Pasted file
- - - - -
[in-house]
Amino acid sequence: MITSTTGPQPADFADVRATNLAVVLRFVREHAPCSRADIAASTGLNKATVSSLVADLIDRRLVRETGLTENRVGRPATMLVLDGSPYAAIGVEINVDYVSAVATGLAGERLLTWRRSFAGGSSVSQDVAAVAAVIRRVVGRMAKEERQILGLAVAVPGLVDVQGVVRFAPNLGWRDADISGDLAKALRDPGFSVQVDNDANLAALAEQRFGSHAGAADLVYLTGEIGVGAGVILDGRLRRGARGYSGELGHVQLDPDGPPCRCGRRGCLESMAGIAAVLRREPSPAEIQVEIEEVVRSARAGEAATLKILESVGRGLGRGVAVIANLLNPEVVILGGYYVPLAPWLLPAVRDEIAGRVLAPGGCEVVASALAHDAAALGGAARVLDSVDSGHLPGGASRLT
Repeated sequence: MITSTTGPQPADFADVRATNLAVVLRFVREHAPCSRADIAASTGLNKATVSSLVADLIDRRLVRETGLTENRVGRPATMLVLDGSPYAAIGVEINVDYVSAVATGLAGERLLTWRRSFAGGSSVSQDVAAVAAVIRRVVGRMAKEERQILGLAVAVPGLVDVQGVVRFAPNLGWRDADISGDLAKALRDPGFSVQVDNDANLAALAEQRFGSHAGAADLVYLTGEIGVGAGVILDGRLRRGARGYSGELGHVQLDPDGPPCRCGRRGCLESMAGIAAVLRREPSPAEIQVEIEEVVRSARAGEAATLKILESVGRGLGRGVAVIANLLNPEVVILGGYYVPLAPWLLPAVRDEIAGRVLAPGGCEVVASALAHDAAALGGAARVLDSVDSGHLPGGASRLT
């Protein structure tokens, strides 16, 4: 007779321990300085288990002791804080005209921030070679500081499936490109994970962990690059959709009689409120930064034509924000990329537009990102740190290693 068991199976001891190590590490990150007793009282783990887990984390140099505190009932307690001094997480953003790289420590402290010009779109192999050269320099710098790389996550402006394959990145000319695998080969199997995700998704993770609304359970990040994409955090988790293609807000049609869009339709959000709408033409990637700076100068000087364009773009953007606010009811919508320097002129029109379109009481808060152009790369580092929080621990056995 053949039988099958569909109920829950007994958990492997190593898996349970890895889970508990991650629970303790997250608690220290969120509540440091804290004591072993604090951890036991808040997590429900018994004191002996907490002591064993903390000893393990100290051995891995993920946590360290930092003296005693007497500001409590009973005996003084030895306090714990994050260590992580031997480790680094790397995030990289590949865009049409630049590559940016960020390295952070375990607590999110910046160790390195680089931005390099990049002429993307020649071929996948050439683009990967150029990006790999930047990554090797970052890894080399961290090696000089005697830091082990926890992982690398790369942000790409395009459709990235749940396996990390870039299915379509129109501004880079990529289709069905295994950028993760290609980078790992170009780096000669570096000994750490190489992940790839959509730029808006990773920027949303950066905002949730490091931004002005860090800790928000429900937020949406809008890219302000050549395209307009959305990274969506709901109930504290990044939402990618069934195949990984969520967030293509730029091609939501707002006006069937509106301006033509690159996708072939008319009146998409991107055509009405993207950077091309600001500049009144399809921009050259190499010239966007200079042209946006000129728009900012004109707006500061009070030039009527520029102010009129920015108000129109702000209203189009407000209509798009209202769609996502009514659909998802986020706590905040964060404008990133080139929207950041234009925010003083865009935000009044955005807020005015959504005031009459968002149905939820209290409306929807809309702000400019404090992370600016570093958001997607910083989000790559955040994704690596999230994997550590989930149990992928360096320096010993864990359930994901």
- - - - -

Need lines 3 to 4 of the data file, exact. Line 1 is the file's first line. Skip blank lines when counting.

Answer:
Repeated sequence: MITSTTGPQPADFADVRATNLAVVLRFVREHAPCSRADIAASTGLNKATVSSLVADLIDRRLVRETGLTENRVGRPATMLVLDGSPYAAIGVEINVDYVSAVATGLAGERLLTWRRSFAGGSSVSQDVAAVAAVIRRVVGRMAKEERQILGLAVAVPGLVDVQGVVRFAPNLGWRDADISGDLAKALRDPGFSVQVDNDANLAALAEQRFGSHAGAADLVYLTGEIGVGAGVILDGRLRRGARGYSGELGHVQLDPDGPPCRCGRRGCLESMAGIAAVLRREPSPAEIQVEIEEVVRSARAGEAATLKILESVGRGLGRGVAVIANLLNPEVVILGGYYVPLAPWLLPAVRDEIAGRVLAPGGCEVVASALAHDAAALGGAARVLDSVDSGHLPGGASRLT
């Protein structure tokens, strides 16, 4: 007779321990300085288990002791804080005209921030070679500081499936490109994970962990690059959709009689409120930064034509924000990329537009990102740190290693 068991199976001891190590590490990150007793009282783990887990984390140099505190009932307690001094997480953003790289420590402290010009779109192999050269320099710098790389996550402006394959990145000319695998080969199997995700998704993770609304359970990040994409955090988790293609807000049609869009339709959000709408033409990637700076100068000087364009773009953007606010009811919508320097002129029109379109009481808060152009790369580092929080621990056995 053949039988099958569909109920829950007994958990492997190593898996349970890895889970508990991650629970303790997250608690220290969120509540440091804290004591072993604090951890036991808040997590429900018994004191002996907490002591064993903390000893393990100290051995891995993920946590360290930092003296005693007497500001409590009973005996003084030895306090714990994050260590992580031997480790680094790397995030990289590949865009049409630049590559940016960020390295952070375990607590999110910046160790390195680089931005390099990049002429993307020649071929996948050439683009990967150029990006790999930047990554090797970052890894080399961290090696000089005697830091082990926890992982690398790369942000790409395009459709990235749940396996990390870039299915379509129109501004880079990529289709069905295994950028993760290609980078790992170009780096000669570096000994750490190489992940790839959509730029808006990773920027949303950066905002949730490091931004002005860090800790928000429900937020949406809008890219302000050549395209307009959305990274969506709901109930504290990044939402990618069934195949990984969520967030293509730029091609939501707002006006069937509106301006033509690159996708072939008319009146998409991107055509009405993207950077091309600001500049009144399809921009050259190499010239966007200079042209946006000129728009900012004109707006500061009070030039009527520029102010009129920015108000129109702000209203189009407000209509798009209202769609996502009514659909998802986020706590905040964060404008990133080139929207950041234009925010003083865009935000009044955005807020005015959504005031009459968002149905939820209290409306929807809309702000400019404090992370600016570093958001997607910083989000790559955040994704690596999230994997550590989930149990992928360096320096010993864990359930994901």